“Trendy is the last stage before tacky.” – Karl Lagerfeld

Imagine opening your wardrobe. Close your eyes and picture it. Let your mind run over the clothes hanging like folded memories in the dark. Can you see them? Can you see the jacket you’ve worn so many times it has become sewn into your identity? Feel the jumper you wear when it’s cold and take a moment to appreciate the colours that though once were vibrant, have now become faded. Touch the dress you wear every time you go out, because it makes you feel sexy and good about yourself. Clothes are meant to be our friends. To make us feel good in what we’re wearing and like we could conquer the world. What’s the point of having something if you don’t feel like a boss in it? But while having things that make us feel good, it is also good to be aware of just how many items we have in total. 

On average, a person will wear one item of clothes 4 times in the space of time they own it. If well taken care of and washed according to the label, these pieces can be worn and loved for a whole lot longer. While wearing it four times, the amount of water it takes to create just one 1 t-shirt almost makes it not worth buying if you’re only going to wear it a few times. It takes 2720 litres of water to make a single t-shirt. 2720 litres. That is the same amount of water that one-person drinks over a three-year period. On top of that, 6000kg of textile waste goes into landfill from the fashion industry in Australia alone every 10 minutes. A whole lot of waste and a whole lot of water that could be prevented by wearing our clothes for longer and being more conscious and awake about our fashion decisions. 

Petra Richardson has a deep love for saving brilliant op shop pieces and jumping straight past landfill to rewear and relove wardrobe favourites. During her workshop Repair to Rewear to Relove during our Common Threads Woven Through Community week-long exhibition, Petra talked us through how we can save our favourite pieces of clothing and re-work them, so we can love them for longer. By passing on washing and ironing tips and helping to sew up holes and re-work hemlines, a new light was shed on how we can love our fixed pieces just as much as we did when we first bought them and maybe, even more.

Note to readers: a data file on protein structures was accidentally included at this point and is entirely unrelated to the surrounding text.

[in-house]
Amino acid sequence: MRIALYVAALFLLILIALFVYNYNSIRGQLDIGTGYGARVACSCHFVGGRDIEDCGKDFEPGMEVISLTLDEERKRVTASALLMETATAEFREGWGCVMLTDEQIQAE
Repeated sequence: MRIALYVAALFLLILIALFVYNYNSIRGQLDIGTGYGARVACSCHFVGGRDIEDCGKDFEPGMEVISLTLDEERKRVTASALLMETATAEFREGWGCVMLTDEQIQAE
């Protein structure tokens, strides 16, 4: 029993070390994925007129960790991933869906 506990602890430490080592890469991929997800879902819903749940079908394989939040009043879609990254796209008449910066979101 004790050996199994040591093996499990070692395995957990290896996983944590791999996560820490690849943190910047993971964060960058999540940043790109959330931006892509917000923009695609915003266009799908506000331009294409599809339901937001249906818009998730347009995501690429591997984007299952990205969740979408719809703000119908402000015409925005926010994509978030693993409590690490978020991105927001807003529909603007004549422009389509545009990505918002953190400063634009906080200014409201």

When you pictured your wardrobe, if there was one piece that stood out to you, take a moment to think about it. What was it that made you love it when you first saw it? Was it the colour, the texture, the fabric, or how it made you feel when you put it on? If it was any of those things, then take it out and look at it for a few moments. Try it on, walk around in it. Think back to when you bought it and how much you loved it. Who’s to say you can’t love it now? Maybe all you must do is remember. 

If it has a hole, a stain or a loose button, find sometimes to work out how to fix it. Re-stitch the button, patch up the hole and find ways to remove the stain. Holes and loose buttons mean it’s been loved and loved and loved. Keep it with you so it can be loved and loved and loved again. Let’s take a stand against the fast fashion industry and wear our clothes more than 4 times. Things that have gone out of fashion will most likely come back. An over-sized grey singlet can be passed on. A hole or a loose button isn’t always the end of the line. Sometimes, it’s only the beginning.